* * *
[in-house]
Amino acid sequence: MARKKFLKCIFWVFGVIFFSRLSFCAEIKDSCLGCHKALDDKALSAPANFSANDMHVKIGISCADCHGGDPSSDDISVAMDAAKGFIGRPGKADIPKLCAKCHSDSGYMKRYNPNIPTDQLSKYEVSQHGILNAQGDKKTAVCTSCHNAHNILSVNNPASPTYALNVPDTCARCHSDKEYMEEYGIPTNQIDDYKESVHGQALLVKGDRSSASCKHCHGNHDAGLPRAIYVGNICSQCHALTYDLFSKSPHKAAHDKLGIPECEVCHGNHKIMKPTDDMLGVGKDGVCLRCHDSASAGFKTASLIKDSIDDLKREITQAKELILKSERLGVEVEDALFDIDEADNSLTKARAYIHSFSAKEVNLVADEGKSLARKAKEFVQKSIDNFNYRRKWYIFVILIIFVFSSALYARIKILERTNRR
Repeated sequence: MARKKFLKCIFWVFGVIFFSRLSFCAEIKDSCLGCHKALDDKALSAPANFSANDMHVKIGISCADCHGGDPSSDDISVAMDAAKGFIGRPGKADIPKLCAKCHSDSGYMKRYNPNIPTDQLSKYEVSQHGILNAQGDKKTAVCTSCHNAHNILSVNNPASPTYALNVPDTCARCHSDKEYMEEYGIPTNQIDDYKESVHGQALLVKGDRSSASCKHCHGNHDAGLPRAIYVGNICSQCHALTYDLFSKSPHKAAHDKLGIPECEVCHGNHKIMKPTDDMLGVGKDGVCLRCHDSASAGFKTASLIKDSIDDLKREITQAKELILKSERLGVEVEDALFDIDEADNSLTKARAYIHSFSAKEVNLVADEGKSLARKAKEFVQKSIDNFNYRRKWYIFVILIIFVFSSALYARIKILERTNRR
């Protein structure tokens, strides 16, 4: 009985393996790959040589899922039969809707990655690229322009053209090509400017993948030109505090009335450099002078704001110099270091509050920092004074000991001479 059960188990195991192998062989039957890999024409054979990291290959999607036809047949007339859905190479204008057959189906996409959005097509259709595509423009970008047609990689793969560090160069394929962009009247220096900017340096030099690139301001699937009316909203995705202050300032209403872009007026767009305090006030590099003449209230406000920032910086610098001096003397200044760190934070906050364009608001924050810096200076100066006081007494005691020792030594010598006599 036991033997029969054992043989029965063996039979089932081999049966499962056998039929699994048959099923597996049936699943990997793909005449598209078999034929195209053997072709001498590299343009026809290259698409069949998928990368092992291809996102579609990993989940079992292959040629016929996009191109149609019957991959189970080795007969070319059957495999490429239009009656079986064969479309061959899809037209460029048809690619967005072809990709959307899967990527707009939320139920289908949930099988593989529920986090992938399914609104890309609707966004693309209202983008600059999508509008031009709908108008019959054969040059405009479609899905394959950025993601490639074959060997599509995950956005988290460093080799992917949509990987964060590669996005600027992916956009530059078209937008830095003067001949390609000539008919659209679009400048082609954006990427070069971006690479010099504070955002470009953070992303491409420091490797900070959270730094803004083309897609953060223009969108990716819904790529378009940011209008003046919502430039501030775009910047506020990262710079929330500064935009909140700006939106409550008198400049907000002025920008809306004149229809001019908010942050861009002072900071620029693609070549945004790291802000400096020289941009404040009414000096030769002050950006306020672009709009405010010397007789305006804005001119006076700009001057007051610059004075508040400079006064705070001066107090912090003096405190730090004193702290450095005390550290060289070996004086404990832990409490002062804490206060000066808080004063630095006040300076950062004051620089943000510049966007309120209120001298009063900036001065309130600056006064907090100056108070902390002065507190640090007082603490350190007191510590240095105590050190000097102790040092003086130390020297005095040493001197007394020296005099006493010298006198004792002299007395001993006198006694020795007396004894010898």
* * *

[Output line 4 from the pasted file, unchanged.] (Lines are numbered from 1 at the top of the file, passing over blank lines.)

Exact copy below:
């Protein structure tokens, strides 16, 4: 009985393996790959040589899922039969809707990655690229322009053209090509400017993948030109505090009335450099002078704001110099270091509050920092004074000991001479 059960188990195991192998062989039957890999024409054979990291290959999607036809047949007339859905190479204008057959189906996409959005097509259709595509423009970008047609990689793969560090160069394929962009009247220096900017340096030099690139301001699937009316909203995705202050300032209403872009007026767009305090006030590099003449209230406000920032910086610098001096003397200044760190934070906050364009608001924050810096200076100066006081007494005691020792030594010598006599 036991033997029969054992043989029965063996039979089932081999049966499962056998039929699994048959099923597996049936699943990997793909005449598209078999034929195209053997072709001498590299343009026809290259698409069949998928990368092992291809996102579609990993989940079992292959040629016929996009191109149609019957991959189970080795007969070319059957495999490429239009009656079986064969479309061959899809037209460029048809690619967005072809990709959307899967990527707009939320139920289908949930099988593989529920986090992938399914609104890309609707966004693309209202983008600059999508509008031009709908108008019959054969040059405009479609899905394959950025993601490639074959060997599509995950956005988290460093080799992917949509990987964060590669996005600027992916956009530059078209937008830095003067001949390609000539008919659209679009400048082609954006990427070069971006690479010099504070955002470009953070992303491409420091490797900070959270730094803004083309897609953060223009969108990716819904790529378009940011209008003046919502430039501030775009910047506020990262710079929330500064935009909140700006939106409550008198400049907000002025920008809306004149229809001019908010942050861009002072900071620029693609070549945004790291802000400096020289941009404040009414000096030769002050950006306020672009709009405010010397007789305006804005001119006076700009001057007051610059004075508040400079006064705070001066107090912090003096405190730090004193702290450095005390550290060289070996004086404990832990409490002062804490206060000066808080004063630095006040300076950062004051620089943000510049966007309120209120001298009063900036001065309130600056006064907090100056108070902390002065507190640090007082603490350190007191510590240095105590050190000097102790040092003086130390020297005095040493001197007394020296005099006493010298006198004792002299007395001993006198006694020795007396004894010898």